Progeny (The Children of the White Lions #1) by R.T Kaelin


by R.T Kaelin

progeny by r. t. kaelin

Paperback: 672 pages
Publisher: Terrene Press (November 27, 2010)
Language: English
ISBN-10: 0615421032
ISBN-13: 978-0615421032

*Copy provided by the author for honest review*

4.5 out 5 stars

Overview:  Nikalys and his sister Kenders grew up living a peaceful life in the quiet farming village of Yellow Mud… until the blistering hot day when they go to the nearby lake for a swim. When they reach the lake, they spy an unknown mage conjure a massive water creature hundreds of feet tall. They watch in horror as the water creature plunges toward their home, apparently drowning all in its path, including their parents and older brother, Jak. As the only survivors, brother and sister strike out on their own, hoping to discover the reason their home and family was destroyed. They must make their way through a countryside where magic is outlawed, punishable by imprisonment or even death while struggling with the revelation that Kenders has magical abilities herself. Although Kenders can feel and touch the many-colored “strands” of magic she has no idea how to use them until she and Nikalys are attacked by a pack of wolves and Kenders instinctively summons a bolt of lightning, immediately collapsing when the effort drains her of all her energy. From nowhere a giant lynx appears and saves the pair from certain death and then miraculously morphs into his natural self, a seven-foot-tall man. The shape changer’s name is Broedi and when the time is right, he reveals to the siblings that he is one of the original White Lions and he recites to them an ancient prophecy that tells of the coming of a new and even more terrible war than the one centuries ago. The evil Gods of Chaos, Strife, and Sorrow and Pain would combine efforts to unite the orcs, gnolls and razorfiends — normally sworn enemies. The forces of good would be led by two children of other White Lions; those children are Nikalys and Kenders, the Progeny. As brother and sister struggle with the revelation that the only parents they could remember were not their birth parents, some of the Gods and Goddesses were busy setting other events in motion. Others people – strangers at first – would gather and become allies of the Progeny. Together, they were about to be caught up in the greatest conflict the world had ever seen. Ancient, powerful forces still seek the Progeny on their travels, some intent to eliminate the threat they pose, some hoping to help them fulfill a destiny of which they are unaware. Myths and legends come to life, whisking the pair along a journey they never could have imagined possible.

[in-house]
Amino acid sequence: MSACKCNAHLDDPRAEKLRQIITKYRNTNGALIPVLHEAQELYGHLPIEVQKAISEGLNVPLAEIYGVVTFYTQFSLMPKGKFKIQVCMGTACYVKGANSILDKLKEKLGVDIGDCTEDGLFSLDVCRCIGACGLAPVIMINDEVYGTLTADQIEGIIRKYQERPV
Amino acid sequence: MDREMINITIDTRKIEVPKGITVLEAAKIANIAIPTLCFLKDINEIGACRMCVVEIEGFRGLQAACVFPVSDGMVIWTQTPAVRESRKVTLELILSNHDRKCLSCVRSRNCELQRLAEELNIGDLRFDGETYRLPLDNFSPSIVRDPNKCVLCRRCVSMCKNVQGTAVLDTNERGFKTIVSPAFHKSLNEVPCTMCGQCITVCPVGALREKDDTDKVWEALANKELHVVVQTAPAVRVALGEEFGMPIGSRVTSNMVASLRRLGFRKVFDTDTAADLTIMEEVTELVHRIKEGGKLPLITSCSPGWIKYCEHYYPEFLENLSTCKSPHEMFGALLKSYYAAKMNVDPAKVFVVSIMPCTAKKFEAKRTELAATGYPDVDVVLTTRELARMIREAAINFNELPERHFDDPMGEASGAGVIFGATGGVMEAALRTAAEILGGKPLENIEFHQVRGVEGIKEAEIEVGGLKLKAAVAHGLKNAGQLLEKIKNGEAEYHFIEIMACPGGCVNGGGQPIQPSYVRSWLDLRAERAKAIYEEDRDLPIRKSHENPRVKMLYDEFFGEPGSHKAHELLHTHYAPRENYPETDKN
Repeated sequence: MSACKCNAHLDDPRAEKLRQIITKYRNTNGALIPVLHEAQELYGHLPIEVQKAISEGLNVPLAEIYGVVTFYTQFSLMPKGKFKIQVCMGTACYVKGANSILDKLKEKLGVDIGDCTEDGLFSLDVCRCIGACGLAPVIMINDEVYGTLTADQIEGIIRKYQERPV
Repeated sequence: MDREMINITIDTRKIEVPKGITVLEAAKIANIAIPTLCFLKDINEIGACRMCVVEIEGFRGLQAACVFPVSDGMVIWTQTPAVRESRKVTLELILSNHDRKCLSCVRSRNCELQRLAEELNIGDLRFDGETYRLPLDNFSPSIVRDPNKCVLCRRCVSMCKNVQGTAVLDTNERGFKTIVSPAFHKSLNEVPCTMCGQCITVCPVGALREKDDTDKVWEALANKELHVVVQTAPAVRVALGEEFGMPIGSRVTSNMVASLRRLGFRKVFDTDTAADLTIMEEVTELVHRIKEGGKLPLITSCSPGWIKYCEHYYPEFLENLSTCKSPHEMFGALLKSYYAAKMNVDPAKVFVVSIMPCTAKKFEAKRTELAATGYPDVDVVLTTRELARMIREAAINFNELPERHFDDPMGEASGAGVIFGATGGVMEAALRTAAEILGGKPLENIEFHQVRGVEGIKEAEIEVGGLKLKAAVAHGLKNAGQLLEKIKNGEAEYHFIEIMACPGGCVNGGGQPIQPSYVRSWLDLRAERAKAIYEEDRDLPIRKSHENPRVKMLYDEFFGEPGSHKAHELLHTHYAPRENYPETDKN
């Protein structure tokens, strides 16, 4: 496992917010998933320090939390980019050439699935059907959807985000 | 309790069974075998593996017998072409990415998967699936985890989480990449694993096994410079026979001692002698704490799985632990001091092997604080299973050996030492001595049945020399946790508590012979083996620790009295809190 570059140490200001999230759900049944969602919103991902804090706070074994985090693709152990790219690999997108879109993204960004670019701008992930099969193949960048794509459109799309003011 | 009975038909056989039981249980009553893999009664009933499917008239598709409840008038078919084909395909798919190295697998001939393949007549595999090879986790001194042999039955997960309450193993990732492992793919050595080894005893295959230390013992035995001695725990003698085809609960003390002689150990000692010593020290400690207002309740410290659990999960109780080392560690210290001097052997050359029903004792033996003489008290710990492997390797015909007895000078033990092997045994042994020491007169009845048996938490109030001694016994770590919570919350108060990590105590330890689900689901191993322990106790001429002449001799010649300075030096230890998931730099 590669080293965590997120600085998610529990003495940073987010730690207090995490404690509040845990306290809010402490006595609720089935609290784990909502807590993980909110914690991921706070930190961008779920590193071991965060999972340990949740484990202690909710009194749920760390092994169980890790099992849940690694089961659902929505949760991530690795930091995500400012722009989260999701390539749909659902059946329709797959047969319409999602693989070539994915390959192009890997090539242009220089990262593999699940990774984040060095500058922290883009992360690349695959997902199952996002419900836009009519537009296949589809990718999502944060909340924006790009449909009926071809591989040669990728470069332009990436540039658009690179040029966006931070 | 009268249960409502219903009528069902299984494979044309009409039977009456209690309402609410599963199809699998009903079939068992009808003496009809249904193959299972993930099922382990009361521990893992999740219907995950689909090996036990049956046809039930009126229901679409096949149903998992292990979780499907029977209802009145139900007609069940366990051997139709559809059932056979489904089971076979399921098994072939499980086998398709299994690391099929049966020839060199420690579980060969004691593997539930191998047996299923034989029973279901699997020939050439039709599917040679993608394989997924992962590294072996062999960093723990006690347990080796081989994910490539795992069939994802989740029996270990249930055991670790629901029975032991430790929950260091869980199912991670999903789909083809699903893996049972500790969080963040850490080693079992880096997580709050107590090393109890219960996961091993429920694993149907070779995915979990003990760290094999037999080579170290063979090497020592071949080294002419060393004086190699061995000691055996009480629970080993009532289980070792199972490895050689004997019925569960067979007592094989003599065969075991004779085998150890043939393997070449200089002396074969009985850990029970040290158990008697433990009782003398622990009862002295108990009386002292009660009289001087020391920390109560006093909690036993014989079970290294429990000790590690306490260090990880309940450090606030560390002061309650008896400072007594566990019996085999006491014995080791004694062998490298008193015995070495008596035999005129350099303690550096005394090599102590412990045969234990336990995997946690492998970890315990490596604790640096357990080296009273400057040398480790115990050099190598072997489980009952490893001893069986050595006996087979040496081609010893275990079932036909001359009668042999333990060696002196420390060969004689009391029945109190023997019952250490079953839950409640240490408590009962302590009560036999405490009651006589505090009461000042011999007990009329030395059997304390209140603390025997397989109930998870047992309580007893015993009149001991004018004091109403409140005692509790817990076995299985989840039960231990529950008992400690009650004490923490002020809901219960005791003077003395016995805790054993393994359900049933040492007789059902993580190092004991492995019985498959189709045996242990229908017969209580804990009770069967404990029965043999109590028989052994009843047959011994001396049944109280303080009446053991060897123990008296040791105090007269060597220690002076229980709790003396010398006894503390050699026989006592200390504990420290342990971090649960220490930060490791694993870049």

*I’d like to mention that my brother- Gene Webb- kindly reviewed this book*

Review:  So, when I was asked to read Progeny and then give my honest opinion about the book and how I liked it, I jumped at the idea. I was excited that possibly something I would write about a book could have an impact on getting someone read it. I told them “bring me the book”… and it was brought to me on a fork lift. When I saw the 600 plus page book, I asked myself if I knew what I was getting into. I didn’t have an answer. But I knew two things: One, any book that could be used to knock out Professor Plum in the library was a book – had to be a good book and two, I could use said book in place of my dumbbells for working out, well at least it has more than one use.

All kidding aside though, I picked up the book and took a journey into this land and from page one Progeny had me captured. I dove into a world that was well created, immensely planned out and describe in almost Tolkien fashion. In short, a new planet had been created in my solar system and I was there discovering it for the first time. I was enraptured with the beauty and time the author had put into it. Any apprehensions I had about this book were erased and it was as if it was born of Immaculate Conception. Then something happened… I was bonded with the characters. I cared what happened to them; I wanted to know what they would do next, how they would make it to their next leg of the tale, and who planned to help them on their way. All of these questions were very much an important part of books for me all of these questions had kept me reading this monstrous tale. The story flowed well, there were only a few slow spots and when it did become a bit slow, it was only for a moment but I felt like it was needed.

The plot was well written though I did feel like some of it was predictable and easy to figure out. I didn’t feel like much left me saying, “I didn’t see that coming!” Though I should also point out that not all books need to have a twist in them and in no way did I feel like this took away from the book. It actually made it easier to read and the pages flew by instead of dragging. The only part about Progeny that got to me was the length. The fact that I needed to read almost 700 pages only to find out that the story doesn’t end there, kind of made me mad but that was merely because I expected closure after such a long journey. But hey, it’s why we all read right, to see what happens next?

All in all I think this was a very well written book. I cannot wait to see how the characters grow in the next book of the series. I believe if you read and enjoyed the writing style of the Hobbit and Lord of the Rings, you will enjoy the beauty that the author has placed into the details of this novel.


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